Does Bigger Mean Better?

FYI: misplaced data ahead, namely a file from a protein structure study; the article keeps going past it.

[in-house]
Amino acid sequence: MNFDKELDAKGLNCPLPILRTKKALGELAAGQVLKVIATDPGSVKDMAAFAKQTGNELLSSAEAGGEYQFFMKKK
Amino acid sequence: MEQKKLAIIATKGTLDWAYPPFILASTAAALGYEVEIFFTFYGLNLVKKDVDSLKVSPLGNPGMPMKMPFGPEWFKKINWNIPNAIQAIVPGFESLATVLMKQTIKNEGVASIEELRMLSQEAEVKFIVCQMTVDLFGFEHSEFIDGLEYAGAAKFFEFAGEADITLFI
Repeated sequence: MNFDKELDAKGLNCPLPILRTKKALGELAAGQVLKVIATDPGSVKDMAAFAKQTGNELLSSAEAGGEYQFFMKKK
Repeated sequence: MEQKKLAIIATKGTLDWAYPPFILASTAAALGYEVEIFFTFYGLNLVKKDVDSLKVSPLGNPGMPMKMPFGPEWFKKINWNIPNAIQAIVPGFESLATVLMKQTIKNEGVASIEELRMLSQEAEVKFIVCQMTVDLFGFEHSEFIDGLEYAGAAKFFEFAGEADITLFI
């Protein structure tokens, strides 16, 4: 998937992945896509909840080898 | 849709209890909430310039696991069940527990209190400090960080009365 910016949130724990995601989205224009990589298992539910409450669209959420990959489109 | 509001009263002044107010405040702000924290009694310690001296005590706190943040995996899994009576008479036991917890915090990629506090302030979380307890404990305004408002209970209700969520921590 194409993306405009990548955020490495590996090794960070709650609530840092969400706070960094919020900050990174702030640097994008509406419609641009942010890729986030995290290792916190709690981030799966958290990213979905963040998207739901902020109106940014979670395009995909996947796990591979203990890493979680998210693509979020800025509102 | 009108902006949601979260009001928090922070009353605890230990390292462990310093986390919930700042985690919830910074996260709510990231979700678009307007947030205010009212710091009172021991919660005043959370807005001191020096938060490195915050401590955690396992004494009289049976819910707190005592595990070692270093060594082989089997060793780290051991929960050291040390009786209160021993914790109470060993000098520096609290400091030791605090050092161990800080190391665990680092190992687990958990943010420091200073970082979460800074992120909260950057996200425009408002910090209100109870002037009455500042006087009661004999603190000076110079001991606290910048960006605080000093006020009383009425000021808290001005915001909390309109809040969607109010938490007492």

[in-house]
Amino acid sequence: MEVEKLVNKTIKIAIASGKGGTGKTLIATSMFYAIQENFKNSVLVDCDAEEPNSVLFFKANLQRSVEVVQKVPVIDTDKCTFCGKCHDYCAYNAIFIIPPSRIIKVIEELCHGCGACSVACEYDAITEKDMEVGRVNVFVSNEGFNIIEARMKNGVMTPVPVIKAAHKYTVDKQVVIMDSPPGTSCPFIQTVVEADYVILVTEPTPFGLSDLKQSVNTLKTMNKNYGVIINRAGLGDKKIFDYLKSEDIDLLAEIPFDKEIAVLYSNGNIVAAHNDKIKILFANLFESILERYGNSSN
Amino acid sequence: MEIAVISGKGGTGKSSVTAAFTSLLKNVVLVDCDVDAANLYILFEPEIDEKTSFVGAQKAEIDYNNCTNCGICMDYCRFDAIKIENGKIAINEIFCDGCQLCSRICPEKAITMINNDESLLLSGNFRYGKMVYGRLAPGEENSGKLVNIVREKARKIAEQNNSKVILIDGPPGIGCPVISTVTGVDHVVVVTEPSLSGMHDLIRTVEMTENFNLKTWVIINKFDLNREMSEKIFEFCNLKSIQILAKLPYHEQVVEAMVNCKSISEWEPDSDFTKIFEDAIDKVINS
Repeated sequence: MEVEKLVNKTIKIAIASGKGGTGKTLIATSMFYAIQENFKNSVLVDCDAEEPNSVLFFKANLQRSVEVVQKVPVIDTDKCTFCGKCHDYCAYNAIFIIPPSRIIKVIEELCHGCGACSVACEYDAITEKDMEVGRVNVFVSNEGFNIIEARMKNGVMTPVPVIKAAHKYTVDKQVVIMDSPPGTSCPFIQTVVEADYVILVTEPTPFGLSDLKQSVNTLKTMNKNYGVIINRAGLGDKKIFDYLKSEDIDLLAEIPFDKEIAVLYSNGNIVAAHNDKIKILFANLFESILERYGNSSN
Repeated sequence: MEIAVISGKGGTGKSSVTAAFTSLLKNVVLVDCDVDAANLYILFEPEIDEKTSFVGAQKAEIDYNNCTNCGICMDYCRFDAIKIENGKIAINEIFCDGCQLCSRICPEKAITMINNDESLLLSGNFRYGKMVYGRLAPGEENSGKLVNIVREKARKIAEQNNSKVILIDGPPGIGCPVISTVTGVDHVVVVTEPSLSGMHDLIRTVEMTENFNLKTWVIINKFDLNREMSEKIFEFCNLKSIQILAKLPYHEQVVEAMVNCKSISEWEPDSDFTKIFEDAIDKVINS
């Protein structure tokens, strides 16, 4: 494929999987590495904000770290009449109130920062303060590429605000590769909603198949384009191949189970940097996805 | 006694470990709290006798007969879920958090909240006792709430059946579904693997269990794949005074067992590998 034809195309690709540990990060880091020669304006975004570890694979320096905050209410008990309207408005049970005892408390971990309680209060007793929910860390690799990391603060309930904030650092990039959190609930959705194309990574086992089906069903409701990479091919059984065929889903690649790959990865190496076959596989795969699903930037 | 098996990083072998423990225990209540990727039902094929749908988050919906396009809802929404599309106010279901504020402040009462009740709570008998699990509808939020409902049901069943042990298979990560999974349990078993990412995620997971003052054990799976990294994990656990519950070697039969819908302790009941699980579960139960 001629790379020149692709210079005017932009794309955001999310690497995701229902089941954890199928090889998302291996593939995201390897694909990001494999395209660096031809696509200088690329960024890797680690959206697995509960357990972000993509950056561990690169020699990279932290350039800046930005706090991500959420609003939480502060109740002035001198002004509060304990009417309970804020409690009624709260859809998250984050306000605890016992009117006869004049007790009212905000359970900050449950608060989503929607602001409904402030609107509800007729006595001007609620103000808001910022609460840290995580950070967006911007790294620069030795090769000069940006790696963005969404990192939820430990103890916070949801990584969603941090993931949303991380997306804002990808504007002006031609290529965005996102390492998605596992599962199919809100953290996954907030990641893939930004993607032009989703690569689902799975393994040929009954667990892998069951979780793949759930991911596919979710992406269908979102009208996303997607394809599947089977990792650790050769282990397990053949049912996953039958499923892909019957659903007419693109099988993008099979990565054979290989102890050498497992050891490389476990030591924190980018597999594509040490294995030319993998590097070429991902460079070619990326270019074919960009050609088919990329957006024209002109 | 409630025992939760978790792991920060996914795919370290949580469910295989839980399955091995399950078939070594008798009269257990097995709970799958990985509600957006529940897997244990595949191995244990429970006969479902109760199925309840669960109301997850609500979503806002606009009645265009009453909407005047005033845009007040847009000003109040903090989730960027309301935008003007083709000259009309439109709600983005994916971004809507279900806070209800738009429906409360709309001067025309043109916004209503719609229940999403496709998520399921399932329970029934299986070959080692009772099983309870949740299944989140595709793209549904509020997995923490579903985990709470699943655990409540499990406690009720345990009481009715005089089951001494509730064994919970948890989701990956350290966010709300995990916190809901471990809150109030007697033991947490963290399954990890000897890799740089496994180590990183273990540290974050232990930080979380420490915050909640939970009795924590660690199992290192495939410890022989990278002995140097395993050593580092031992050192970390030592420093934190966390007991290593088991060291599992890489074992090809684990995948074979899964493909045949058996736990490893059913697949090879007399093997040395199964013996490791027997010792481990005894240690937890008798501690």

It’s important to realize that bigger doesn’t always mean better, particularly when it comes to increasing the square footage of your home. Adding only a few extra feet to your kitchen, master bath, or bedroom, if designed well, can provide you with exactly what you need and cost substantially less than a larger home addition. Keeping the exterior simple and rectangular in its design is far more cost effective than a more complicated structure that’s angled or curved in any way. If you need a little extra space in the living room, for example, consider projecting out a few feet from the exterior wall and create a quaint, cozy seating nook or sunroom. Creating more space can be tough on any budget. However, a great cost effective alternative is to borrow some extra space from neighboring rooms or infrequently used areas. Repurposing and reconfiguring existing space is more eco-friendly. Why not use a room you already have and turn your existing front porch into that charming entrance you’ve been longing for? If your kitchen is tight and compartmentalized and backs on to a butler’s pantry, mudroom, or oversized dining room, the more sensible solution would be to re-plan the kitchen by borrowing space from these adjacent rooms. When planning a mudroom, make it large enough to store outdoor equipment and outerwear, in addition to a washer, dryer, sink, and cabinets for storage.   If this doesn’t suit your family’s needs then consider the best of both worlds and “renov-add-on”.  (Renovate and add on)! I encourage you leave questions or comments below this post, and fill out the form on the right hand side of this page to receive your free copy of my special report: “How to Avoid the 15 Most Common Decorating Mistakes” Article by Lori Gilder, Architectural Interior Designer, Los Angeles, Ca. © 2010 Lori Gilder. Interior Makeovers Inc